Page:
What is Binge Eating?
Binge eating can be defined as episodes of overly excessive and rapid eating in a short period of time which are accompanied by a sense of a lack of control. This results in distress. There can be feelings of pleasure initially and then these devolve into mostly negative emotions. People may eat until they feel uncomfortably full, they may eat when they are not hungry, they may eat in secret through embarrassment and to hide their behaviour from others. They may feel disgusted with themselves, depressed or guilty after eating.
Around 30% of women with bulimia and 20-25% of those who binge eat met the criteria for PTSD.
A connection has been found between sexual abuse and obesity – 35% of individuals classed as obese have been sexually assaulted or raped.
Studies show that women and men with trauma and PTSD have higher rates of eating disorders than the general population.
Binge Eating, PTSD and Complex PTSD
PTSD can be caused by a single traumatic event and Complex PTSD can be caused by ongoing emotional neglect as well as other forms of abuse (emotional, physical and/or sexual) from which there is no escape. The fight and flight defences cannot be used and so a person learns to go into submissive and frozen responses. These lead to the symptoms of PTSD (please see these here) which include addictive and disordered eating behaviours.
Abuse can cause some individuals to become disconnected from their ability to know whether they are hungry or thirsty and this dissociation from fundamental needs can further complicate the issue.
Abusive parents can be critical regarding body shape and eating habits and this can have serious consequences for the way their children feel about and relate to their bodies.
The lack of support in an abusive family can result in their children not being confident, resilient or self-assured and this can result in them placing a lot of emphasis on what others think of their physical appearance (and of them in general). Other’s views are seen as more important than their own.
What Function Does Overeating Serve?
An episode of overeating may happen when events in the environment leave an individual with uncomfortable feelings (this may be a conscious awareness, a vague feeling of being unsettled or subconscious).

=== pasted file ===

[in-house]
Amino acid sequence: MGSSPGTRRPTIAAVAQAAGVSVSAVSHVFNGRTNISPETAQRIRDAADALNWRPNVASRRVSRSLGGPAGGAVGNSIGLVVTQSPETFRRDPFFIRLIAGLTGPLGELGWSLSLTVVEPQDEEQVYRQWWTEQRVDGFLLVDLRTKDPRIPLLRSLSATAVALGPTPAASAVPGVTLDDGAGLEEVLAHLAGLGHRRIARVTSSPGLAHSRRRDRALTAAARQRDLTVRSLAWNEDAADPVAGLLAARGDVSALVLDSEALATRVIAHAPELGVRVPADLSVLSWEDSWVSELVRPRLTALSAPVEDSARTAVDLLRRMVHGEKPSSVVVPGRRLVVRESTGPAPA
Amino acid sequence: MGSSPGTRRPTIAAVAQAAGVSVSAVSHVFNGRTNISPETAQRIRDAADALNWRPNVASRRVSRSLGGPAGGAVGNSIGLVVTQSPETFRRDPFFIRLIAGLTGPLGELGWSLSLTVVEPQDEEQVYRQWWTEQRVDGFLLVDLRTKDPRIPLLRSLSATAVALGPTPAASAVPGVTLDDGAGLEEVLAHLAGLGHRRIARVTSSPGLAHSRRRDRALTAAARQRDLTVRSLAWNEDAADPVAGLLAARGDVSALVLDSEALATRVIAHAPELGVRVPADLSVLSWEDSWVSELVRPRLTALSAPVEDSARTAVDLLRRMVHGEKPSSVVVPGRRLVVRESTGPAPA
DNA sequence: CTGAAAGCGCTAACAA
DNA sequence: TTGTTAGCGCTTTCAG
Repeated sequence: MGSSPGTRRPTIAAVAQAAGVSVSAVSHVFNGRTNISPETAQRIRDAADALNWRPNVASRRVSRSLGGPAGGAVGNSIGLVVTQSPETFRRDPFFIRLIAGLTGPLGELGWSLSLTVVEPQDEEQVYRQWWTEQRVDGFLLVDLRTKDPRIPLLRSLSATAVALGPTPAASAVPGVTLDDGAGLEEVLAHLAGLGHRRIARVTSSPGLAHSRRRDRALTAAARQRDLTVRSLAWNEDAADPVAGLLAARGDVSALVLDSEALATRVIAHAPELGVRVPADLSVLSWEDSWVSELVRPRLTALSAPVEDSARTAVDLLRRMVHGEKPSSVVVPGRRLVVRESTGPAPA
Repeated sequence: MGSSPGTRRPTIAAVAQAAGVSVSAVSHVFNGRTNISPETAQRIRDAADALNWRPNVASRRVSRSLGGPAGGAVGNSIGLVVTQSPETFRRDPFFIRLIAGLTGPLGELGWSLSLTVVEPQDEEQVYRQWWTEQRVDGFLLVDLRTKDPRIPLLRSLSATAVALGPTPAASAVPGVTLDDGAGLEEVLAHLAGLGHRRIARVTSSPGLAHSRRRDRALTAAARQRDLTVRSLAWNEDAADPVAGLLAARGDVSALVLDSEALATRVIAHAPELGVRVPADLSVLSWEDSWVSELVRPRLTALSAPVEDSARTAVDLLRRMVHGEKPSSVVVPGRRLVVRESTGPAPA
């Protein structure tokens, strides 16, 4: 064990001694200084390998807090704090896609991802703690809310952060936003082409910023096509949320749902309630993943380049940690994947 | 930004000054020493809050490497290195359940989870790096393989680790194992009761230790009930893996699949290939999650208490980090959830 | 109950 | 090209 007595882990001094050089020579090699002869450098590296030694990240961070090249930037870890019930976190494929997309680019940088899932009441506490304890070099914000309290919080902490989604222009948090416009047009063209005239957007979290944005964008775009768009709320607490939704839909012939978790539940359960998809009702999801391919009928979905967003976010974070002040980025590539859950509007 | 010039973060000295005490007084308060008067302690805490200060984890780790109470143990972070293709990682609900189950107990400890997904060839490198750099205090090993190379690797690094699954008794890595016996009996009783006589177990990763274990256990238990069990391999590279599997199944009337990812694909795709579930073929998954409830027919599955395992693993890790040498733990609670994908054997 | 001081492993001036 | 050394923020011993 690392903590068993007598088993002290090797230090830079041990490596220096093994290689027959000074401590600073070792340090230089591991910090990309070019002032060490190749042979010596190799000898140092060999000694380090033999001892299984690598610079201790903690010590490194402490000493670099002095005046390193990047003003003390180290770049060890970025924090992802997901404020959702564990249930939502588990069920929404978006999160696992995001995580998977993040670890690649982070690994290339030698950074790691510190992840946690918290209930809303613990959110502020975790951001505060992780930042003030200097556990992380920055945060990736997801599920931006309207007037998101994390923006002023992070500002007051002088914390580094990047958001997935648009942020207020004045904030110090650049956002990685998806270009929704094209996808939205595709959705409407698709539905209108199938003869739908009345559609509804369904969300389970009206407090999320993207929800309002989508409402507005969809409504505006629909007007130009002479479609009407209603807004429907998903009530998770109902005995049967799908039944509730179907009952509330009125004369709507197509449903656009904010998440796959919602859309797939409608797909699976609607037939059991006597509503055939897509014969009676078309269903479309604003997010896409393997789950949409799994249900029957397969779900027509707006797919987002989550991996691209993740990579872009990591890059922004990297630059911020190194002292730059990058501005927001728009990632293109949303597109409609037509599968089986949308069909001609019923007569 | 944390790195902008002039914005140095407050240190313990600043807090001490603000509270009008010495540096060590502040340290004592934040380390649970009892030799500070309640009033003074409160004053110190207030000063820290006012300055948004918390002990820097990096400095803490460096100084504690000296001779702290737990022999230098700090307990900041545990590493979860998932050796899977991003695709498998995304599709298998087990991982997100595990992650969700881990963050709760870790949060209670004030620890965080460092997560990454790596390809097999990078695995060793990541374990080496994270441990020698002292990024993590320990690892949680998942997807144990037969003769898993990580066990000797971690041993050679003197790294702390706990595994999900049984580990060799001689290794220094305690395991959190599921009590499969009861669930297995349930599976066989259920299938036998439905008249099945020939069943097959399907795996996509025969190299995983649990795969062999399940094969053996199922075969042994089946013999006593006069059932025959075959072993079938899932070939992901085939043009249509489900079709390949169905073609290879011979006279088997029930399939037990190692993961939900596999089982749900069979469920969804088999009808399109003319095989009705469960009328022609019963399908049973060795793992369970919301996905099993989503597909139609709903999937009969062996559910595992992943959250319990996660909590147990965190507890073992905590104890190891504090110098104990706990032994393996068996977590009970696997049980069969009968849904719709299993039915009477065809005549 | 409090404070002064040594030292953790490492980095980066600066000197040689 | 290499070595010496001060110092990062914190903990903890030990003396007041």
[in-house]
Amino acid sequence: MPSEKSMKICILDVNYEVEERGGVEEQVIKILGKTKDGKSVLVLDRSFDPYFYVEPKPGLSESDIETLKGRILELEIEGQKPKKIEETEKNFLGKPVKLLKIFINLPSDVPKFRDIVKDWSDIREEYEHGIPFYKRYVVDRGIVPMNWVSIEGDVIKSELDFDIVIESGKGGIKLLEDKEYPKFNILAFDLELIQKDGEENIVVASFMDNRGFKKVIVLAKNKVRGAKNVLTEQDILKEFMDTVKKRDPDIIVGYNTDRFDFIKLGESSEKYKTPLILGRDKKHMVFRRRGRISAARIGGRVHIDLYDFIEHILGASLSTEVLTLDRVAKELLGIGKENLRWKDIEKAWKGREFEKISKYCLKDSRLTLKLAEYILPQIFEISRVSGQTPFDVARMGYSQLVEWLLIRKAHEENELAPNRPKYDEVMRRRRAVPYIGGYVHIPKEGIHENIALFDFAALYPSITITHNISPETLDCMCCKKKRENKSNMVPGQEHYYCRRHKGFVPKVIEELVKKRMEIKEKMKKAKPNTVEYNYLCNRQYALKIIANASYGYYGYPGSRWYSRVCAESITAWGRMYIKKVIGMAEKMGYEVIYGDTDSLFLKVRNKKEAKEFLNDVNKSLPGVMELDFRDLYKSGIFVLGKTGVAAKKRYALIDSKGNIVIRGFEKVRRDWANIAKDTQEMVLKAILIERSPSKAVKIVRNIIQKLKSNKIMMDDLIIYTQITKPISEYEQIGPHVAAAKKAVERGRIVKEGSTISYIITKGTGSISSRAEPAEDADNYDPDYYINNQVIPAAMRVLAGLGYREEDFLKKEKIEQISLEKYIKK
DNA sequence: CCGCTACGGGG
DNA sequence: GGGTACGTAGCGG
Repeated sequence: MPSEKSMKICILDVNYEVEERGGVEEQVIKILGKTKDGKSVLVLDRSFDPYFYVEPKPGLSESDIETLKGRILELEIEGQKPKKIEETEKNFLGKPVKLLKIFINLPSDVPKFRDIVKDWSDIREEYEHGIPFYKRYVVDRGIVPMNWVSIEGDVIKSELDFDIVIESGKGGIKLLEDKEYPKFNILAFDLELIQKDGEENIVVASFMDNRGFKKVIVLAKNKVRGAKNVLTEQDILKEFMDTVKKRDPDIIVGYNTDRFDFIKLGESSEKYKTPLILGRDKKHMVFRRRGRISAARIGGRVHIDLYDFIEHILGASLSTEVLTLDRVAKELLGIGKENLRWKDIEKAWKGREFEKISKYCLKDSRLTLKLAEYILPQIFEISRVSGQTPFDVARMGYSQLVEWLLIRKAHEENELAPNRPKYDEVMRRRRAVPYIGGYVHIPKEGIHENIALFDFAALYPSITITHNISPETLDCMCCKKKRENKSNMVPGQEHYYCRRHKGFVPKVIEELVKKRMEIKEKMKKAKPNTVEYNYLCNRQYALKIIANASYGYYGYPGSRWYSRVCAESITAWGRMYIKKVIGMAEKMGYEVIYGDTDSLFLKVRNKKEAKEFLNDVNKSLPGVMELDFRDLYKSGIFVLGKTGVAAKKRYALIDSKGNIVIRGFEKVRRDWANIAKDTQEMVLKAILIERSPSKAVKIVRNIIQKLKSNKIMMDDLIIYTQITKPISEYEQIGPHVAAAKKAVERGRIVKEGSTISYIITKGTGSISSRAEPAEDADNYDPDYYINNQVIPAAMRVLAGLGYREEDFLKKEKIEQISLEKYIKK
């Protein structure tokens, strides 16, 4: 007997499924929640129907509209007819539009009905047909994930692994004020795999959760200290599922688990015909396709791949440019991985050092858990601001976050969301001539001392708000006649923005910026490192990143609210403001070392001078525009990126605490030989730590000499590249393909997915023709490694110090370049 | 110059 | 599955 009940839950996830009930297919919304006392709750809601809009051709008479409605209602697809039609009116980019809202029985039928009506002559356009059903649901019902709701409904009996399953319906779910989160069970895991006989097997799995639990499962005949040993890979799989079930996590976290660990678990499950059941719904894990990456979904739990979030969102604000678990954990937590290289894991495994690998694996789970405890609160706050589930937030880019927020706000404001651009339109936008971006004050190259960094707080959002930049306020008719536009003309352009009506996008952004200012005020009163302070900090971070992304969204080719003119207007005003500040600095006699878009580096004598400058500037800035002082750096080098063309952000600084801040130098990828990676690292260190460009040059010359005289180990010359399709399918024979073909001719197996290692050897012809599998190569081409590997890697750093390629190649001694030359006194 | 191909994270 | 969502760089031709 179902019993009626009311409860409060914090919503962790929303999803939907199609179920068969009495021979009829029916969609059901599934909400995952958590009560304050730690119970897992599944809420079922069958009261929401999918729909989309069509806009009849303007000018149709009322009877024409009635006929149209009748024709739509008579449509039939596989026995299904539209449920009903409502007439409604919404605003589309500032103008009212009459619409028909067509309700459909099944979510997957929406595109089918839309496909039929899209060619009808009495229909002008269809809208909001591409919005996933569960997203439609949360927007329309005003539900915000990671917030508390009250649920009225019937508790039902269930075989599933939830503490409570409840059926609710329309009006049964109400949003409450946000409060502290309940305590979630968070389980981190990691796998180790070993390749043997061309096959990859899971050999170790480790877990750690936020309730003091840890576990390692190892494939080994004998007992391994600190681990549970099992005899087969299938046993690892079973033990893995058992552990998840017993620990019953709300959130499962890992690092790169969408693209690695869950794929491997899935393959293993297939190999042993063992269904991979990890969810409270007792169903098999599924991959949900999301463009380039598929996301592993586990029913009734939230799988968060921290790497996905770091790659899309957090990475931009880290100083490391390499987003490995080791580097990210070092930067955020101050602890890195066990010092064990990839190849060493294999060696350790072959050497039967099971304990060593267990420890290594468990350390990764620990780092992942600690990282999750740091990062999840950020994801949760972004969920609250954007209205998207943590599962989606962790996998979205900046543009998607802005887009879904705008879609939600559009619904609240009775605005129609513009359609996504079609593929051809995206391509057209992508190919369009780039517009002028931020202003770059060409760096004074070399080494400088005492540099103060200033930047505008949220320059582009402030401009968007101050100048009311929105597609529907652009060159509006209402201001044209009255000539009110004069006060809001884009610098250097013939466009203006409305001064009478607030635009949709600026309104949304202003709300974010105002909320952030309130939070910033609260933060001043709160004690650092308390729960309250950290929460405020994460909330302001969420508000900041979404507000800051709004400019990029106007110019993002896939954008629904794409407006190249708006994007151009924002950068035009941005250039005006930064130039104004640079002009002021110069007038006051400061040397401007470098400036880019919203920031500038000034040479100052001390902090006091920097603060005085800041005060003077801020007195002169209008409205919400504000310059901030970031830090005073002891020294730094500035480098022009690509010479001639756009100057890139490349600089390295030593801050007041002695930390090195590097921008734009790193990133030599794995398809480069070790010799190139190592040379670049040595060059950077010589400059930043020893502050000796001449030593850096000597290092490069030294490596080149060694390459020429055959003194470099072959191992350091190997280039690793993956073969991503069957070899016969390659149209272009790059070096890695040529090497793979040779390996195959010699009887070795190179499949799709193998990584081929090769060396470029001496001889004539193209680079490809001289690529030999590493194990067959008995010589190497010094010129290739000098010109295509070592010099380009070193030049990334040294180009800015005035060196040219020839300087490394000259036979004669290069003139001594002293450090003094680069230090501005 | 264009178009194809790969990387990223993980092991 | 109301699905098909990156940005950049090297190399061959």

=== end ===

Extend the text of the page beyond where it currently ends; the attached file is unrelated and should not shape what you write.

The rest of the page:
This can cause the nervous system of someone who has been traumatised to be triggered (please see common triggers here) into dysregulation i.e., into a defensive state of fight, flight, freeze, or submit (or hyper/hypo arousal). They will then overeat to literally push down or to numb out the uncomfortable feelings, this means that they are regulating or calming down their nervous systems by the act of eating/overeating.
Binging can be seen in simple terms as an attempt to fill an emotional void within the self and the act of vomiting food after a binge (as in bulimia) can be seen as an attempt to purge painful feelings or memories.
There may be elements of self-harming in binge eating and there may also be a ‘comfort’ in the feelings of self-hatred which can arise following a binge. In self-hatred, feelings of hope can arise as this means that the individual is the defective one who needs to change (and that is within their power), rather than the reality which is that nothing will ever be enough to appease abusive and critical parents – this belief system can stay with the individual into adulthood as ingrained core beliefs.
Eating disorders are a coping mechanism which help people to manage their PTSD. They may or may not be consciously aware that they have PTSD, but an eating disorder may be a clue.
Shame has been shown to be key in eating disorders as not matching up to standards of attractiveness or acceptability set by people in their personal life and in wider society can be felt as personal failure.
Studies have shown links between binge eating and depressive symptoms, body image shame, and self-criticism, self-disgust, self-hatred and wanting to hurt the self.
Overeating and Being Overweight
Overeating can be seen to be a form of self-sabotage. It can be a way of rejecting others first rather than being rejected by making the self ‘conventionally unattractive.’ It can be showing others you do not care what they think, it may be a rebellion against critics in not being what they demand you to be, and it may also be a self-fulfilling prophecy – we become what we believe we are if we feel internally unattractive or inferior.
There may be a feeling of safety in being overweight, as this can keep potential threats away from abusive, jealous and envious narcissistic partners or parents. It can stop unwanted interest or advances from partners or potential romantic partners. It can be an act of submission in terms of showing that you are not competing with others, they ‘win.’
The roots of eating disorders are complicated and different for everyone.
Therapy can help to deal with the underlying issues, especially in the case of trauma. Processing the pain can help to mitigate the trauma responses, such as overeating, in regulating emotion. Understanding the self and self-compassion can help in the resolution of feelings of shame.